Thursday, 8 October 2015


“As a well-spent day brings happy sleep, so a life well spent brings happy death.” - Leonardo daVinci

The ancient Greeks had a host of other gods and goddesses except the well-known twelve Olympian deities, whose names almost everyone knows: Zeus, Hera, Athena, Apollo, Artemis Aphrodite, etc.  These lesser gods were not considered less important, but rather their sphere of influence was less and they had to obey the greater gods, who often directed them to do their bidding. These lesser gods were in charge of some of the natural phenomena or by their actions explained some natural occurrences that ancient people found hard to explain otherwise.

Nyx, the daughter of Chaos, being the personification of Night, was, according to the poetic ideas of the Greeks, considered to be the mother of everything mysterious and inexplicable, such as death, sleep, dreams. She became united to Erebus (representing the personification of darkness), and their children were Aether and Hemera (Air and Daylight), evidently a simile of the poets, to indicate that darkness always precedes light. Nyx inhabited a palace in the dark regions of the lower world, and is represented as a beautiful woman, seated in a chariot, drawn by two black horses. She is clothed in dark robes, wears a long veil, and is accompanied by the stars, which follow in her train.

Thanatos (Death) and his twin-brother Hypnos (Sleep) were the children of Nyx. Their dwelling was in the realm of shades, and when they appear among mortals, Thanatos is feared and hated as the enemy of mankind, whose hard heart knows no pity, whilst his brother Hypnos is universally loved and welcomed as their kindest and most beneficent friend. But though the ancients regarded Thanatos as a gloomy and mournful divinity, they did not represent him with any exterior repulsiveness. On the contrary, he appears as a beautiful youth, who holds in his hand an inverted torch, emblematical of the light of life being extinguished, whilst his disengaged arm is thrown lovingly round the shoulder of his brother Hypnos.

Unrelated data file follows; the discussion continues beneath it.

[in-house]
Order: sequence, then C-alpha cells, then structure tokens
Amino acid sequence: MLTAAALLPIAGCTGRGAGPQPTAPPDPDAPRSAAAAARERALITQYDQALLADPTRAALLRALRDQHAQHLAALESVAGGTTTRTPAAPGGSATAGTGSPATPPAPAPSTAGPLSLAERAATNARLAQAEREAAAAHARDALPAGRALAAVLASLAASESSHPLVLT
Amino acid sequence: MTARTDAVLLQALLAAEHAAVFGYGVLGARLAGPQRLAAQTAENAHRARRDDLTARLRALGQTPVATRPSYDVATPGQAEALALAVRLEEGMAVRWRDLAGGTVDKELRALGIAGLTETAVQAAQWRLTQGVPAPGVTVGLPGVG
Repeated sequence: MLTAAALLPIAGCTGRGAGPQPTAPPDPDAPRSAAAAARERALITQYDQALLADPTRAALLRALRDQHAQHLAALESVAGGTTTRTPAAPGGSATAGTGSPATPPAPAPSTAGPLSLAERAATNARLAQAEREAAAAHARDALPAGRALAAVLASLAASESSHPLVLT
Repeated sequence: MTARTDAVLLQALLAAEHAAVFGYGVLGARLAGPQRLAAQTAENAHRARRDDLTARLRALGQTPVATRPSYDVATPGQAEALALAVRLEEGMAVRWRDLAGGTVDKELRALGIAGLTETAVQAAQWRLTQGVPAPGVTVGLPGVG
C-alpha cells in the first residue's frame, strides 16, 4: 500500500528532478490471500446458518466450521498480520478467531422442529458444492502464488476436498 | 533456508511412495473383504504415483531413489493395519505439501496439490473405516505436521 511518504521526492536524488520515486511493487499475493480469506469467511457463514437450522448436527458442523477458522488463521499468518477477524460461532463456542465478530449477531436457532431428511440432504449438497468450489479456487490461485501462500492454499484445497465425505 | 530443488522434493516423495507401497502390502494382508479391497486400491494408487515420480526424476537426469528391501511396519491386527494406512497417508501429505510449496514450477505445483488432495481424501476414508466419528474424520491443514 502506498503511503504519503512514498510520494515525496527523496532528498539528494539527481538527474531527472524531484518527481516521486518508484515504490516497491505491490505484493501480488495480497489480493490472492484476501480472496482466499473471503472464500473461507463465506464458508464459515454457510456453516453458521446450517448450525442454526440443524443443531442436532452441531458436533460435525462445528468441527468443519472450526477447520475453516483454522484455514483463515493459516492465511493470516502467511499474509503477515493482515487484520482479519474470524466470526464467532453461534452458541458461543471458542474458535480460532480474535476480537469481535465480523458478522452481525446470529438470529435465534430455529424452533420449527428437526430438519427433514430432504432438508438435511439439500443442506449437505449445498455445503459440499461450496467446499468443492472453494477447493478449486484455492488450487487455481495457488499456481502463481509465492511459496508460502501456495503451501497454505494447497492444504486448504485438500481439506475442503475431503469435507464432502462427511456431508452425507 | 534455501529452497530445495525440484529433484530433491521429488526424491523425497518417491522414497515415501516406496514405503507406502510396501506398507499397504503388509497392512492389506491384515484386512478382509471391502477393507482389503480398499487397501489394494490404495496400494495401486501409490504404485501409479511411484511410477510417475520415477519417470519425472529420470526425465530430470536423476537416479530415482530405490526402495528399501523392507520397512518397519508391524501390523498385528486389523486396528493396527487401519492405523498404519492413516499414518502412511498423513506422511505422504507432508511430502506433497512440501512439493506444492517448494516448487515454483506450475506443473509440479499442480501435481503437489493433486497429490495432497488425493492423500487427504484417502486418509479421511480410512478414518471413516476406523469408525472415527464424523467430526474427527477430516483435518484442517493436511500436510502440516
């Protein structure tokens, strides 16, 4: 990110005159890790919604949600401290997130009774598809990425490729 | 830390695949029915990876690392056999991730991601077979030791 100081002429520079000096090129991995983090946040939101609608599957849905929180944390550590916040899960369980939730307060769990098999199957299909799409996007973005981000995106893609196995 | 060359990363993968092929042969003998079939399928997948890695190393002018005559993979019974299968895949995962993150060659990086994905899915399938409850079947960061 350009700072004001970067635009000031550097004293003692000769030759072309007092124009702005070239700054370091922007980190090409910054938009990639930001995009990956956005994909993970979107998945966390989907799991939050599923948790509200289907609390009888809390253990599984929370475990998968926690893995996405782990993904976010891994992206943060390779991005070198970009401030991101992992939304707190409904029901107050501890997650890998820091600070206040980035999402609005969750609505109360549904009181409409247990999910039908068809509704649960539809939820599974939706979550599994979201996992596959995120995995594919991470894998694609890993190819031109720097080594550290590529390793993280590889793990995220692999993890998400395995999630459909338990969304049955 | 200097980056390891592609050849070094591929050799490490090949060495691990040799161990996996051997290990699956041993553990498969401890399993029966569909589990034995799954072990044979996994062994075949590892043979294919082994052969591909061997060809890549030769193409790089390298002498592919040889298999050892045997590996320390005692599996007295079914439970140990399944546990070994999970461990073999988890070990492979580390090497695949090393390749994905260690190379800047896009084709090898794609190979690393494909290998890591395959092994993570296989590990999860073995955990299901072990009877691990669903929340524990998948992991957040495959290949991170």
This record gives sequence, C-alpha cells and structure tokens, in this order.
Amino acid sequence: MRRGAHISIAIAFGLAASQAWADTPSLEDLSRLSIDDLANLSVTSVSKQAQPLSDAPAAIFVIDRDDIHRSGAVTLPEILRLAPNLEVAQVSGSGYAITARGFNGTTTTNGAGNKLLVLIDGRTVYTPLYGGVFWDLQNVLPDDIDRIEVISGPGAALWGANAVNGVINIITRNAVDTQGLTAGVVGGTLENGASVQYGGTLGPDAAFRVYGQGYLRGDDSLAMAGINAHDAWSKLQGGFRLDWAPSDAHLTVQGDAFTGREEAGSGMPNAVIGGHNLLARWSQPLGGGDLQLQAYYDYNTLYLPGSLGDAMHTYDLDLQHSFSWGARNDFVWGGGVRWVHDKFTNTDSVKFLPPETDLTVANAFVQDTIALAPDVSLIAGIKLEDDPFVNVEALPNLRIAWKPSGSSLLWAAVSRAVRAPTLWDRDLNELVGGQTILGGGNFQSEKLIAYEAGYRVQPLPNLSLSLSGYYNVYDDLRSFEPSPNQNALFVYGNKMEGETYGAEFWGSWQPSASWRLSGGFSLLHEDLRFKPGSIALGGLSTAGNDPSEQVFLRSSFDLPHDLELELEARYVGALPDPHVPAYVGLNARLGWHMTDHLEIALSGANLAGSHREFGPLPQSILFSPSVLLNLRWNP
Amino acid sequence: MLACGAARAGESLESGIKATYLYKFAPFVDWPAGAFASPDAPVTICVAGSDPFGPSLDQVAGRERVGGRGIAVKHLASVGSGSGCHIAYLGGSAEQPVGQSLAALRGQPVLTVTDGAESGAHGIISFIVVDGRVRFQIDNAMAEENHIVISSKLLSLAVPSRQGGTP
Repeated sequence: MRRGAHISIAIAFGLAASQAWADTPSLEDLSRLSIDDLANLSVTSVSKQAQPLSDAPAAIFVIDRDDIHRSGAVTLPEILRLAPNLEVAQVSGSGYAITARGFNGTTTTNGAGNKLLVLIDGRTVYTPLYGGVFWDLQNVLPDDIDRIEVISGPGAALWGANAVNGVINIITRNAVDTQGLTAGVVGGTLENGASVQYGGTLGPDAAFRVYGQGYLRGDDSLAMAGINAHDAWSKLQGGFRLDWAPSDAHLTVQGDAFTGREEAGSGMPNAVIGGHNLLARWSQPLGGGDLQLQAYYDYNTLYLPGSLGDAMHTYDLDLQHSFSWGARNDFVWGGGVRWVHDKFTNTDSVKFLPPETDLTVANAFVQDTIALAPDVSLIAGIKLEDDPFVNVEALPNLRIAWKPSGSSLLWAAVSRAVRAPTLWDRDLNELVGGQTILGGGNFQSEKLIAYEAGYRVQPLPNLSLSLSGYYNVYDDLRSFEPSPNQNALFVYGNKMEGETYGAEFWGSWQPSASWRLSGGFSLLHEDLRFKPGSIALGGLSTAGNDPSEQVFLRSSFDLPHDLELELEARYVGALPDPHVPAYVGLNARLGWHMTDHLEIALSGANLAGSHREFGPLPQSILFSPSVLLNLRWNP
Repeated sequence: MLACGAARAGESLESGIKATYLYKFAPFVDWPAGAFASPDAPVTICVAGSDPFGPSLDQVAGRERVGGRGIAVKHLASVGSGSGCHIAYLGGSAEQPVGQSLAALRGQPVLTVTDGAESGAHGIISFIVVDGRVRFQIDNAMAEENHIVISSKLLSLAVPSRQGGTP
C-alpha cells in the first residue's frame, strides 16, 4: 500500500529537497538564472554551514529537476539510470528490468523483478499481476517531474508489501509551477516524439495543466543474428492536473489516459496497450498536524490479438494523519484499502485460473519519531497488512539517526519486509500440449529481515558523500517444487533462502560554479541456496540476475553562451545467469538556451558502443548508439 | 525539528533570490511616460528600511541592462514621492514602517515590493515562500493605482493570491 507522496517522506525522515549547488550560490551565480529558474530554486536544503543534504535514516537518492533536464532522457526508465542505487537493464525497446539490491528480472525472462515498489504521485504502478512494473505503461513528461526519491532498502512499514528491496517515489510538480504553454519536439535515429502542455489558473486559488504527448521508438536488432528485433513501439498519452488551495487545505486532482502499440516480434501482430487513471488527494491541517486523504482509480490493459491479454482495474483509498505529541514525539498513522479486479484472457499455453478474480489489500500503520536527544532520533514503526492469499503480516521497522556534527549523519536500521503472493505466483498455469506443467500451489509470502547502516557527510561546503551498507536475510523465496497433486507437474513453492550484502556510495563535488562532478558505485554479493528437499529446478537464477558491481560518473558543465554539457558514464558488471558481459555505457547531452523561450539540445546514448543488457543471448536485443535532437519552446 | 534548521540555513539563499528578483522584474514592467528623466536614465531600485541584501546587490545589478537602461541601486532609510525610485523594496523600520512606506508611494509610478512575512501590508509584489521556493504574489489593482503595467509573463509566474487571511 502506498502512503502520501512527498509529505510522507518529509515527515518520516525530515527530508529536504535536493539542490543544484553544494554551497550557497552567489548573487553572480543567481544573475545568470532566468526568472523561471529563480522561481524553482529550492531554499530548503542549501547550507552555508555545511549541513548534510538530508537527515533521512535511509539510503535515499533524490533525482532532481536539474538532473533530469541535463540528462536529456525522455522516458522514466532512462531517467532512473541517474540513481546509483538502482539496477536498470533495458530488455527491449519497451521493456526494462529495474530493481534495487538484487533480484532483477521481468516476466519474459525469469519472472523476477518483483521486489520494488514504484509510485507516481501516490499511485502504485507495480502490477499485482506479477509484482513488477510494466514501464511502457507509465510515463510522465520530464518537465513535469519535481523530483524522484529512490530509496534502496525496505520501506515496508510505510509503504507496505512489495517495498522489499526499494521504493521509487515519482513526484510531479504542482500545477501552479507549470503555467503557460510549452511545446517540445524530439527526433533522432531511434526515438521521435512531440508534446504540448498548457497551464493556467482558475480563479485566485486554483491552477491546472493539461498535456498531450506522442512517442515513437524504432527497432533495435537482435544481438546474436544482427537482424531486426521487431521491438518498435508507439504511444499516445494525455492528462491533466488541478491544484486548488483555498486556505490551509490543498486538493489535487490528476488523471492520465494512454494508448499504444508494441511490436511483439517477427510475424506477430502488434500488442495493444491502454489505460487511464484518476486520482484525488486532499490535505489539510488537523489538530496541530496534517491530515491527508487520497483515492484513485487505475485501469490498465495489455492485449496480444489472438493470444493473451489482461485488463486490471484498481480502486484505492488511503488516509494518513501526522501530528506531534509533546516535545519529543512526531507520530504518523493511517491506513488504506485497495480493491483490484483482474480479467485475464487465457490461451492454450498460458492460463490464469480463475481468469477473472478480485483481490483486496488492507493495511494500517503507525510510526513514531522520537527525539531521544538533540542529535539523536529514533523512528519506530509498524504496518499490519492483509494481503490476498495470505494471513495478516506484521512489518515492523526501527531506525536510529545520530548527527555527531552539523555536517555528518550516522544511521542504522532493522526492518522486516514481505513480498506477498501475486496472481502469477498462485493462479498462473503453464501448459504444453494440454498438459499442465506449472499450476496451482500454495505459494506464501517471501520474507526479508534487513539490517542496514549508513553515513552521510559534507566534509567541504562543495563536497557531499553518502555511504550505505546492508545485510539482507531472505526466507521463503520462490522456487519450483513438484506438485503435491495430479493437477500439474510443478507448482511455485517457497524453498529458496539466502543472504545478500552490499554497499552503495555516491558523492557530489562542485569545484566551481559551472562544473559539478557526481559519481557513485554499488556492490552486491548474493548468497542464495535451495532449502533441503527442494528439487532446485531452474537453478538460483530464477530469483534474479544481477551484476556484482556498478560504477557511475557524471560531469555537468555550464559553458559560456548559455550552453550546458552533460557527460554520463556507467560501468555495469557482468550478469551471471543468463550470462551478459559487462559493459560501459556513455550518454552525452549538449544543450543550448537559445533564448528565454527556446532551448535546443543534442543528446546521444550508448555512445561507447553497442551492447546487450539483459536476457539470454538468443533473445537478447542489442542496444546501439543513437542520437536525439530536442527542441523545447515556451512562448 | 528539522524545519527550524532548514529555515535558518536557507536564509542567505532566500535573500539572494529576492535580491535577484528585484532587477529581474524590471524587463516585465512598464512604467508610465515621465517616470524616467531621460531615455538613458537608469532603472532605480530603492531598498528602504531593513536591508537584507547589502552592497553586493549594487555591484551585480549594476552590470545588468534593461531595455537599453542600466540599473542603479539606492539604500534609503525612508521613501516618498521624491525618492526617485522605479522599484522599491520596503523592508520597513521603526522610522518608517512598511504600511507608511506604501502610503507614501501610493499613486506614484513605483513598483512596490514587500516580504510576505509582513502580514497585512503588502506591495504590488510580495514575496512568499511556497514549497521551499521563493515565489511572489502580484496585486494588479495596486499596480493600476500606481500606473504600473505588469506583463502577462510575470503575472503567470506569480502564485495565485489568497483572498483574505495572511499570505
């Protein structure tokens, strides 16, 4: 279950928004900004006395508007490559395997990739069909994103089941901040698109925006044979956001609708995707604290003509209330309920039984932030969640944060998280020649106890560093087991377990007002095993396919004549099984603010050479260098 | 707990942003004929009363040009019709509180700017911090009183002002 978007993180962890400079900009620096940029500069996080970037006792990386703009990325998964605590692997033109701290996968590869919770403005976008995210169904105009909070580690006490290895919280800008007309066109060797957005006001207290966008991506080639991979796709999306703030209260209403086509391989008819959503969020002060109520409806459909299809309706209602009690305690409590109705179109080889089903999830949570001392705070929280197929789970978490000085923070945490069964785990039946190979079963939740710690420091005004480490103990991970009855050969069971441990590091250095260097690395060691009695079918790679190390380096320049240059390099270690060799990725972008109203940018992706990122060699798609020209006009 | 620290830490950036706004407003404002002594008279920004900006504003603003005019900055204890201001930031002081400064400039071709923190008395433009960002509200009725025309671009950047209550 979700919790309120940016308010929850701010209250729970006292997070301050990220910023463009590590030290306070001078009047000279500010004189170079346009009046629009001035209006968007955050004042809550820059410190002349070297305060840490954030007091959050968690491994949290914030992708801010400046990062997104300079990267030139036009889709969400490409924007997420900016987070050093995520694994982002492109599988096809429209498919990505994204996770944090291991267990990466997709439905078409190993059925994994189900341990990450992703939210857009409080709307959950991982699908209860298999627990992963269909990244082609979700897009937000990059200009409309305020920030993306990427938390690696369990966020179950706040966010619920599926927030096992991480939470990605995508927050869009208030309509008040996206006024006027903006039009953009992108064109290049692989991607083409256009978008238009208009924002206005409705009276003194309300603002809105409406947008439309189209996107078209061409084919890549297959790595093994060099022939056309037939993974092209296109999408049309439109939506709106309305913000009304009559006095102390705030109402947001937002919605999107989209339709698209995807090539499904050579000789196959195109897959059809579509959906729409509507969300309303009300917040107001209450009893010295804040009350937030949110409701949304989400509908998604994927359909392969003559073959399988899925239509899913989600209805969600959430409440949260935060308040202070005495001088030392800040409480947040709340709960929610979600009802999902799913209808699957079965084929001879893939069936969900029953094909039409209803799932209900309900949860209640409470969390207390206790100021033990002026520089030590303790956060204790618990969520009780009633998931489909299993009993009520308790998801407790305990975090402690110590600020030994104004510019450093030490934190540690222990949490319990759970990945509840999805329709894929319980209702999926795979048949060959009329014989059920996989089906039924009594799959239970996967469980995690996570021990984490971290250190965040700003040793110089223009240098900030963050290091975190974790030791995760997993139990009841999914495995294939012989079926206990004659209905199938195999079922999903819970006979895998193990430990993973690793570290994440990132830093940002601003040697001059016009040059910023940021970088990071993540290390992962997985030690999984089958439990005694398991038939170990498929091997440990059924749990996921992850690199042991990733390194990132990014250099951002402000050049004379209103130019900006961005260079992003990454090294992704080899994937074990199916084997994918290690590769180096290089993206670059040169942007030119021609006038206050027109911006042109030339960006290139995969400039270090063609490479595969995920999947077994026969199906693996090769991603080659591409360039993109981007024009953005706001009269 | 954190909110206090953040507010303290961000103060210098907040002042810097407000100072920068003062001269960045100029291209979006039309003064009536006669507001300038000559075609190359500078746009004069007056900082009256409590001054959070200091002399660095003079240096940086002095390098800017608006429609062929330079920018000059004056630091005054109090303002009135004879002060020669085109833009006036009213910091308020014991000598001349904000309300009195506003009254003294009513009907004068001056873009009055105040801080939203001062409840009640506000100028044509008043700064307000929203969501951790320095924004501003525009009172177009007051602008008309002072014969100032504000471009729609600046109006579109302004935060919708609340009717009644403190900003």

Hypnos is sometimes depicted standing erect with closed eyes; at others he is in a recumbent position beside his brother Thanatos, and usually bears a poppy-stalk in his hand. A most interesting description of the abode of Hypnos is given by Ovid in his Metamorphoses. He tells us how the god of Sleep dwelt in a mountain-cave near the realm of the Cimmerians, which the sun never pierced with his rays. No sound disturbed the stillness, no song of birds, not a branch moved, and no human voice broke the profound silence, which reigned everywhere. From the lowermost rocks of the cave issued the river Lethe, and one might almost have supposed that its course was arrested, were it not for the low, monotonous hum of the water, which invited slumber. The entrance was partially hidden by numberless white and red poppies, which Mother Night had gathered and planted there, and from the juice of which she extracts drowsiness, which she scatters in liquid drops all over the earth, as soon as the sun-god has sunk to rest. In the centre of the cave stands a couch of blackest ebony, with a bed of down, over which is laid a coverlet of sable hue.

On this rich couch, the god himself reposes, surrounded by innumerable forms. These are idle dreams, more numerous than the sands of the sea. Chief among them is Morpheus, that changeful god, who may assume any shape or form he pleases. Nor can the god of Sleep resist his own power; for though he may rouse himself for a while, he soon succumbs to the drowsy influences that surround him.

Morpheus, the son of Hypnos, was the god of Dreams. He is always represented winged, and appears sometimes as a youth, sometimes as an old man. In his hand he bears a cluster of poppies, and as he steps with noiseless footsteps over the earth, he gently scatters the seeds of this sleep-producing plant over the eyes of weary mortals. Homer describes the House of Dreams as having two gates: One of ivory, whence issue all deceptive and flattering visions; the other of horn, through which proceed those dreams which are fulfilled.

The names of these gods turn up in English words, whose derivation gives clues as to their origin. Euthanasia, for example, is a “good” (eu-) “death” (from thanatos), while a hypnotic drug makes you sleep. Morphine of course refers to Morpheus and the ability of sleep to assuage suffering.

The painting above is by John William Waterhouse completed in 1874 and is depicting “Sleep and his Half-brother Death”. It is Waterhouse’s first Royal Academy exhibit (submitted from his father's house at 1 Scarsdale Villas), it was painted after both his younger brothers died of tuberculosis.

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